Excerpted from The Poe Shadow by Matthew Pearl. Copyright © 2006 by Matthew Pearl. Excerpted by permission of Random House Trade Paperbacks, a division of Random House LLC. All rights reserved. No part of this excerpt may be reproduced or reprinted without permission in writing from the publisher.
A Conversation with Matthew Pearl
Q: The Poe Shadow can be read as a celebration of Edgar Allan Poe. Which came first, an enthusiasm for Poe, or your idea for the novel?
MP: My high school English teacher in junior year, Dr. Robert Parsons, assigned us some Poe stories, including The Black Cat and The Purloined Letter. Being an animal person, I had trouble with The Black Cat! I got hooked instead by The Purloined Letter, a Poe story with detective C. Auguste Dupin. I had already been a Sherlock Holmes fan, and it was eye-opening for me to “discover” Sherlock’s prototype in the form of Dupin. So my entrée to Poe was through his detective stories, and from there I read more. When it came time for me to decide on what to write as a second novel, Poe returned to my mind. If it were not for those first interactions with Poe, I would probably have been less likely to be committed to studying literature in high school and then college, and then less likely to ever write fiction. I still have my high school copy of the collected Poe — missing its covers and pretty worse for the wear. On the pages of The Purloined Letter, I wrote in big letters: RATIO SENTIAN. I was taking notes from my teacher and trying to write “ratiocination,” a word I had never heard.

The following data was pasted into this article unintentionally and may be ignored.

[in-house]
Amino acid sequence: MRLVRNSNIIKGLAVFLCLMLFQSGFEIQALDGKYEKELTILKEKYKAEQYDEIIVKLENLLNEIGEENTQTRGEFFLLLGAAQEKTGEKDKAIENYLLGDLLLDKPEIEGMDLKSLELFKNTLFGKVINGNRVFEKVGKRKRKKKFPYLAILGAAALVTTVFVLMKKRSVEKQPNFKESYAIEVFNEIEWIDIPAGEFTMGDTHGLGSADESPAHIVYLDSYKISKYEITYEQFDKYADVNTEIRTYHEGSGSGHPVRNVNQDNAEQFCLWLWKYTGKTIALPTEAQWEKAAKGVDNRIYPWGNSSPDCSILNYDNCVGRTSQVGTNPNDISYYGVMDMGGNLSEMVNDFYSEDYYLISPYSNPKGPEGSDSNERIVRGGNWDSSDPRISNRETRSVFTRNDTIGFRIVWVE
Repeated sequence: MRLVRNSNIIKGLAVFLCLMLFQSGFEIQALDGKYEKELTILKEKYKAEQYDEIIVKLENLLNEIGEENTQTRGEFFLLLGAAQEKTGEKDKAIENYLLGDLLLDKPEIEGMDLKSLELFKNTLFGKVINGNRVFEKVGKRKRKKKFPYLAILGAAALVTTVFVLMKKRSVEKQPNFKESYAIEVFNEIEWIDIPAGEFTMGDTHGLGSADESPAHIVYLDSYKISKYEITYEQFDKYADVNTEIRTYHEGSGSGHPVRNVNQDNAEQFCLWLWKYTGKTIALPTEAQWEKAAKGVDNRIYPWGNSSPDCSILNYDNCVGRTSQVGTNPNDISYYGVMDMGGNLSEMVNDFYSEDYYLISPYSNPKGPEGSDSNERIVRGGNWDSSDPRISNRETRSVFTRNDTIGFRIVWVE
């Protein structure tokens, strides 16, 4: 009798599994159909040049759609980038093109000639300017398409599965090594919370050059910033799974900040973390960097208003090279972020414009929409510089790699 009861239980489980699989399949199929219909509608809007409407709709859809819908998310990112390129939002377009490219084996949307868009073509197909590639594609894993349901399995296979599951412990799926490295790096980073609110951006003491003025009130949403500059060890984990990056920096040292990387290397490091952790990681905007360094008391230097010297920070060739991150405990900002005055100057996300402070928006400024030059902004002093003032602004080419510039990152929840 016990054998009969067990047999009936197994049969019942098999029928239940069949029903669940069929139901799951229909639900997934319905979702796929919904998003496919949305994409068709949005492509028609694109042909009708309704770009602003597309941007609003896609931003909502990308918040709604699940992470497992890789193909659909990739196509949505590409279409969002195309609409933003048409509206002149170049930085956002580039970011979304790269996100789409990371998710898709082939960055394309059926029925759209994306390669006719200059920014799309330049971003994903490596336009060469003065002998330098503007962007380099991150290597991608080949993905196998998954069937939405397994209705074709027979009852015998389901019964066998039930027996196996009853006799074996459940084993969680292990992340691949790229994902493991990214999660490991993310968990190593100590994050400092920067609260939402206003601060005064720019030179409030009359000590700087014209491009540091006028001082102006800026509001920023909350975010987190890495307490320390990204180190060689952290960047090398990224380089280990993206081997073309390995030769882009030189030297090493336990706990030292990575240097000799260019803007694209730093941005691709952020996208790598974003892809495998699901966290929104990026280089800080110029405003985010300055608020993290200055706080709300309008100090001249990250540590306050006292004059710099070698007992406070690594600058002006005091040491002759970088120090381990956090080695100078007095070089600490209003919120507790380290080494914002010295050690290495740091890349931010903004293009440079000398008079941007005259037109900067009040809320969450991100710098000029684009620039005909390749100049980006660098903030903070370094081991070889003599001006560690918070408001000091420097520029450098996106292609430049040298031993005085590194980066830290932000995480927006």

Q: “Ratiocination” is an important concept in your novel.
MP: Now I know how to spell it! It’s a term that Poe uses in the second (and most challenging) Dupin tale — The Mystery of Marie Roget. The basic definition of ratiocination would be similar to “deduction”: logical, methodical reasoning. Ratiocination is a much richer and stranger word, though, exotic to the modern ear (the pronunciation is rash-eo-sen-ation), and in Poe’s vision it is a process that involves not just logic but also creativity. To me, it is the crux of Poe’s larger modus operandi: exploring imagination with great care to logic and detail, and using logic to expand imagination (some of his wildest stories — for example about resuscitating the dead through hypnotism — were so detailed they were thought true when first published).
Q: The central mystery in The Poe Shadow is the death of Edgar Allan Poe. Was his death really so strange and mysterious as the novel claims?
MP: Absolutely! Edgar Allan Poe died on October 7, 1849 while visiting Baltimore. All of the questions and puzzles about his death presented in the novel are real. First, his “lost days”: he was in Baltimore for about five days, when we don’t know why he was in Baltimore for more than a few hours (he had very concrete and important plans to be in Philadelphia and New York). Let’s call these Poe’s “lost days” since we known almost nothing about his activities or whereabouts. Second, he was found wearing ragged clothes that did not appear to be his, and holding a walking stick with a sword hidden inside (whether or not the cane remained with Poe until he was discovered is debated). Next, the little Poe manages to say once he’s found is quite odd (even for Poe!), including shouting the name “Reynolds” from his hospital bed over and over again, and crying out that his best friend would blow his brains out. He could not account for where he was or how he got there. Finally, there is strange behavior and comments by other parties surrounding him, including relatives of Poe’s in Baltimore. Poe invented the modern detective story with Dupin, and this story of his own death is worthy of the genre. Because it can never fully be “solved,” it reflects the genre and also transcends the genre.